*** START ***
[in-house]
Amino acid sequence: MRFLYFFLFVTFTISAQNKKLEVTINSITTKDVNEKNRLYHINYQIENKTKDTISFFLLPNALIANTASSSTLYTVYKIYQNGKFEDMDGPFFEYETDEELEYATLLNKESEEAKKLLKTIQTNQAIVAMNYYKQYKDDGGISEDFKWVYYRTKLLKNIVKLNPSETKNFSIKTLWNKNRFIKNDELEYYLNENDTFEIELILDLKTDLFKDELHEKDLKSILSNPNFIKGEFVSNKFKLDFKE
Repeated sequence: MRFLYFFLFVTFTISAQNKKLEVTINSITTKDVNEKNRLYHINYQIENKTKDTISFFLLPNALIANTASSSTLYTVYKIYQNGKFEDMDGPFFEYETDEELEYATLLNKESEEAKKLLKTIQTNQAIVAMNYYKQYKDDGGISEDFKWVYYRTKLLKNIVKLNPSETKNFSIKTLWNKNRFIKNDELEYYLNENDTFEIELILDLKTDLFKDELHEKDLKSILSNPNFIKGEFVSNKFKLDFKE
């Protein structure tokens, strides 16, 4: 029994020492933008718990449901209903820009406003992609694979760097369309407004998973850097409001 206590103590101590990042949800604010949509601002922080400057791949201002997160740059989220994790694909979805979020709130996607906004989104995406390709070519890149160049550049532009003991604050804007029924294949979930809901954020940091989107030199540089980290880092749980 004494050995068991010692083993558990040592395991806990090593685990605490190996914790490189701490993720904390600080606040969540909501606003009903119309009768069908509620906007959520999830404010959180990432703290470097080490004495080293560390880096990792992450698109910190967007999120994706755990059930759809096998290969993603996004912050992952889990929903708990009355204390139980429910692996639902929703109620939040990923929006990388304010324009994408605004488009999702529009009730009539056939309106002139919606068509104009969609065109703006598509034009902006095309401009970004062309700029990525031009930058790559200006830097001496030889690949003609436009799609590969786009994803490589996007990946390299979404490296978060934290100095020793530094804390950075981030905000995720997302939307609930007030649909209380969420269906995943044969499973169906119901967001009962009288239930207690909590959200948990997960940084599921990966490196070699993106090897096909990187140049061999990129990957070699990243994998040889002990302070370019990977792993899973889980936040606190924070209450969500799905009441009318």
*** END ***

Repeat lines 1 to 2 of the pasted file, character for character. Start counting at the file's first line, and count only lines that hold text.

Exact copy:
[in-house]
Amino acid sequence: MRFLYFFLFVTFTISAQNKKLEVTINSITTKDVNEKNRLYHINYQIENKTKDTISFFLLPNALIANTASSSTLYTVYKIYQNGKFEDMDGPFFEYETDEELEYATLLNKESEEAKKLLKTIQTNQAIVAMNYYKQYKDDGGISEDFKWVYYRTKLLKNIVKLNPSETKNFSIKTLWNKNRFIKNDELEYYLNENDTFEIELILDLKTDLFKDELHEKDLKSILSNPNFIKGEFVSNKFKLDFKE